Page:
With the aid of my invention, only two men are ordinarily required for handling even very large propellers. One drives the truck; while the other rides on the platform formed by the base I, where he can readily fasten and unfasten the respective blades, raise the propeller to the vertical position, direct the truck driver, and guide the propeller hub into proper engagement with the drive shaft 23.

While the invention is particularly intended for handling four-bladed propellers, it may also be used for two-bladed propellers in a manner which will be obvious from the above description.

As contrasted with the methods heretofore used in handling large aircraft propellers, it has been found that the novel apparatus and method described above effects a very considerable saving in time and trouble, and also reduces the number of workmen required to do the job. It has been shown that a trained crew of two men can, with the aid of my invention, remove a propeller weighing in the neighborhood of 2,000 pounds and install another in a total elapsed time of about ten minutes. Previously, without my invention, the same operation required in the neighborhood of two man-hours of work.

.What I claim as new and desire to secure by ,Letters Patent of the United States, is:

1. A cradle for handling a four-bladed aircraft propeller comprising an elongated base member of a length substantially equal to the tip radius of the propeller, first and second transversely spaced substantially vertical pedestals secured to oppositeside portions of the base at the forward end thereof, said pedestals having upper end portions adapted to engage the hub portions of two diametrically opposite blades, a third pedestal secured to the base and spaced rearwardly from the first and second pedestals and having an upper end portion adapted to engage a third blade at a location radially spaced from the hub, said base member defining a cut-out between the first and second pedestals wherein the fourth blade may be positioned vertically downwardly when a propeller is placed with opposite blades engaging said first and second pedestals and the third blade positioned vertically upwardly.

2. A cradle for handling a four-bladed aircraft propeller comprising an elongated base member of a length substantially equal to the tip radius of the propeller, first and second transversely spaced substantially vertical pedestals secured to opposite side portions of the base at the forward end thereof, said pedestals having upper end portions adapted to engage the hub portions of two diametrically opposite blades, a third pedestal secured to the base and spaced rearwardly from the first and second pedestals and having an upper end portion adapted to engage a third blade at a location radially spaced from the hub, quick-releasable means associated with said upper pedestal end portions for securing the respective blades thereto, said base member defining a cutout between the first and second pedestals wherein the fourth blade is positioned vertically downwardly when said third blade is positioned vertically upwardly to rotate the propeller about the axis of said first two blades.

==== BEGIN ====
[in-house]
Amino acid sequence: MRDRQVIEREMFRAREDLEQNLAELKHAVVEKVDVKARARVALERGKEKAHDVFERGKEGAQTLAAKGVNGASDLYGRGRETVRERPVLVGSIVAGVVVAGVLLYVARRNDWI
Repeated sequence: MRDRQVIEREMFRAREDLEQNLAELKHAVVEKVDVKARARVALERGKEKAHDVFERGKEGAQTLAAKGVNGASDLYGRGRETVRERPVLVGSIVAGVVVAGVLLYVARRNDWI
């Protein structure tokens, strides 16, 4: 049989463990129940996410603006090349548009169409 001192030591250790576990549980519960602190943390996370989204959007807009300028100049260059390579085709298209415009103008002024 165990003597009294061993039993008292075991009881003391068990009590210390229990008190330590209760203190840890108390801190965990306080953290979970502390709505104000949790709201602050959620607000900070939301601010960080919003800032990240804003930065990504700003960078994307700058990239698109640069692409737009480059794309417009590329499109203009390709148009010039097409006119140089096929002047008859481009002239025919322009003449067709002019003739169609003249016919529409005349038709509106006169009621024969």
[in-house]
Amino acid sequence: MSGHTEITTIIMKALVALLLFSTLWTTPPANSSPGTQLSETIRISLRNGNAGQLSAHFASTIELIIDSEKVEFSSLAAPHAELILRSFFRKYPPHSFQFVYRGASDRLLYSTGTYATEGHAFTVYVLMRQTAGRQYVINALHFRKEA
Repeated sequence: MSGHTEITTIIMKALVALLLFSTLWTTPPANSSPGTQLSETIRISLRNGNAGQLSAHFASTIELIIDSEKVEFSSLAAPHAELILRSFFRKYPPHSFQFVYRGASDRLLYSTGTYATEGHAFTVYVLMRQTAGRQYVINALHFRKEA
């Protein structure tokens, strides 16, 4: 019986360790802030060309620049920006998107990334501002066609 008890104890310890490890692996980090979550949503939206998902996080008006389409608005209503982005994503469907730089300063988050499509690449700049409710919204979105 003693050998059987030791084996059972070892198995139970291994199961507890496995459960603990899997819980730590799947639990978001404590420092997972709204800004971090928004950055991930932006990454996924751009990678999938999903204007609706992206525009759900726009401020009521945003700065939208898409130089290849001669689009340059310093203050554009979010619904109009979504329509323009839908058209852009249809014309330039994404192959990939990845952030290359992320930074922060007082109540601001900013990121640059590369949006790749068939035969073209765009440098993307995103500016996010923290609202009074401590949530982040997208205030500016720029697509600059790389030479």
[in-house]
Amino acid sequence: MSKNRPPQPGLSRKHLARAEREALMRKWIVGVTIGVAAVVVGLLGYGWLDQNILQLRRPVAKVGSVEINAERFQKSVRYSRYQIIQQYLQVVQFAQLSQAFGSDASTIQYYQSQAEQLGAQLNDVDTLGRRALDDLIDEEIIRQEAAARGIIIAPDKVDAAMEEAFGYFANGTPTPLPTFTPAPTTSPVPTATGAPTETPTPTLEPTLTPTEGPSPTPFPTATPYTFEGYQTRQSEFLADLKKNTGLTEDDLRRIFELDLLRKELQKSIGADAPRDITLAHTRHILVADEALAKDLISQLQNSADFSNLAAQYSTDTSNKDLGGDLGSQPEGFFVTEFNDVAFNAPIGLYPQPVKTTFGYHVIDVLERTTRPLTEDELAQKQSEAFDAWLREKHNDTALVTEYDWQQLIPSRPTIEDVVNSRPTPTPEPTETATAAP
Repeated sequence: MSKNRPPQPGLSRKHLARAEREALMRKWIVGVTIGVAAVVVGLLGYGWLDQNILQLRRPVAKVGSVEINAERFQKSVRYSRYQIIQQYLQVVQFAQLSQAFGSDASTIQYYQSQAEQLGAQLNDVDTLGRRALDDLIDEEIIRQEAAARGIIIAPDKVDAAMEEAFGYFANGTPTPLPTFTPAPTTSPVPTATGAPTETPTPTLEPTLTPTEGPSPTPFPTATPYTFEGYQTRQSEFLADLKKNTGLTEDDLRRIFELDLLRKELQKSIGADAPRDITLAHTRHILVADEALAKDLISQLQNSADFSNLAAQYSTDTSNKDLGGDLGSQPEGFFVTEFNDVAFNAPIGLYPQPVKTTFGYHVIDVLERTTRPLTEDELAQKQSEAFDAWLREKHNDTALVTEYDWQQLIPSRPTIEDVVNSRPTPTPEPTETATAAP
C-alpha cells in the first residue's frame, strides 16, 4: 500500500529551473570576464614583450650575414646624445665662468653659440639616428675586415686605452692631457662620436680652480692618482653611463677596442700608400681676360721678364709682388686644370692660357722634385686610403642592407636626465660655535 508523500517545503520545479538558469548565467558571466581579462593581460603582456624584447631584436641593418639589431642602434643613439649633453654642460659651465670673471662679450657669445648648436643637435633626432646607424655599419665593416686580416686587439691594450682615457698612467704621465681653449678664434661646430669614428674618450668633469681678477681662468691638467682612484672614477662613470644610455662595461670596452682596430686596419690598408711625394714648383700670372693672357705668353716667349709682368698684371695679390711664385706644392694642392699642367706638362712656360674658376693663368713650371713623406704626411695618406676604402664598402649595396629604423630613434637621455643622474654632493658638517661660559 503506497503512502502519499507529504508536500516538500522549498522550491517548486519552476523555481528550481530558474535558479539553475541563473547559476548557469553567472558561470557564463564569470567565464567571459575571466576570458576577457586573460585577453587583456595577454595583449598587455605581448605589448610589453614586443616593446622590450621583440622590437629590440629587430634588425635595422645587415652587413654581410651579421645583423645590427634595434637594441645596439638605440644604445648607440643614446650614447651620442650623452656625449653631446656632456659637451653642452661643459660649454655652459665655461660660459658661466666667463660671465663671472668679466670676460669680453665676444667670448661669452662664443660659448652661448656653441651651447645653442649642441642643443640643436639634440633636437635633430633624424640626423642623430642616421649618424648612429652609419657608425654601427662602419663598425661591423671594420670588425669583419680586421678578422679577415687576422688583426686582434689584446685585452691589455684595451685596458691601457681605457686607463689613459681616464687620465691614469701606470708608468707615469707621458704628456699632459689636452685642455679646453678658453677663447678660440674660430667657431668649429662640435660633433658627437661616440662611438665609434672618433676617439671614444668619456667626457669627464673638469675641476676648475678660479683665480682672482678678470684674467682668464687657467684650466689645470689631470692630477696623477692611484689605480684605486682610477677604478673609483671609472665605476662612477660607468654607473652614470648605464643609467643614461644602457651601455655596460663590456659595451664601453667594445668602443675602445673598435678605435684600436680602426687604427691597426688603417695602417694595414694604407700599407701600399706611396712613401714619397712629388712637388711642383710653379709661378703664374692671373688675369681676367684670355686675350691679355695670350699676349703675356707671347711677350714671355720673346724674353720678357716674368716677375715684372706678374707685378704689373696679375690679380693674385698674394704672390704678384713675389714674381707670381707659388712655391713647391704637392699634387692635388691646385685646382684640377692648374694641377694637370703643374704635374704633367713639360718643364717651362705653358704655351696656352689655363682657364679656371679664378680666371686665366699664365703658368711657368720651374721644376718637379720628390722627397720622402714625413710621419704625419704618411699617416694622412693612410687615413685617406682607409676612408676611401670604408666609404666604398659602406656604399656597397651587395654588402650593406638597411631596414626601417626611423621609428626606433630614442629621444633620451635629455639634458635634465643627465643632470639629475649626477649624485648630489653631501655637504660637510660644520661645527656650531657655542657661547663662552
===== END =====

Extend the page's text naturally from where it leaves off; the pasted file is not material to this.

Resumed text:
3. A cradle for handling a four-bladed aircraft propeller comprising an elongated base member of a length substantially equal to the tip radius of the propeller, first and second transversely spaced substantially vertical pedestals secured to opposite side portions of the base at the forward end the lifting mechanism of device.

' first and second pedestals and having an upper end portion adapted to engage a third blade at a location radially spaced from the hub, said base member defining a cut-out between the first and second pedestals wherein the fourth blade may be positioned vertically downwardly when a propeller is placed with opposite blades engaging the first and second pedestals and the third blade is moved from the third pedestal vertically upwardly so as to rotate the propeller about the axis of said first two blades, and means associated with the base member adapted to be engaged by the elevating mechanism of a lift truck.

4. A cradle for handling a four-bladed aircraft propeller comprising an elongated base member of a length substantially equal to the tip radius of the propeller, first and second transversely spaced substantially vertical pedestals secured to opposite side portions of the base at the forward end thereof, said pedestals having upper end portions adapted to engage the hub portions of two diametrically opposite blades, a third pedestal secured to the base and spaced rearwardly from the first and second pedestals and having an upper end portion adapted to engage a third blade at a location radially spaced from the hub, quick-releasable means associated with said upper pedestal and portions for securing the respective blades thereto, said base member defining a cut-out between the first andsecond pedestals wherein the fourth blade is positioned vertically downwardly when the third blade is positioned vertically upwardly so as to rotate the pr peller about the axis of the first two blades, and means associated with the base member and adapted to be engaged by a ambulatory elevator 5. A cradle for handling a four-bladed aircraft propeller comprising an elongated base member,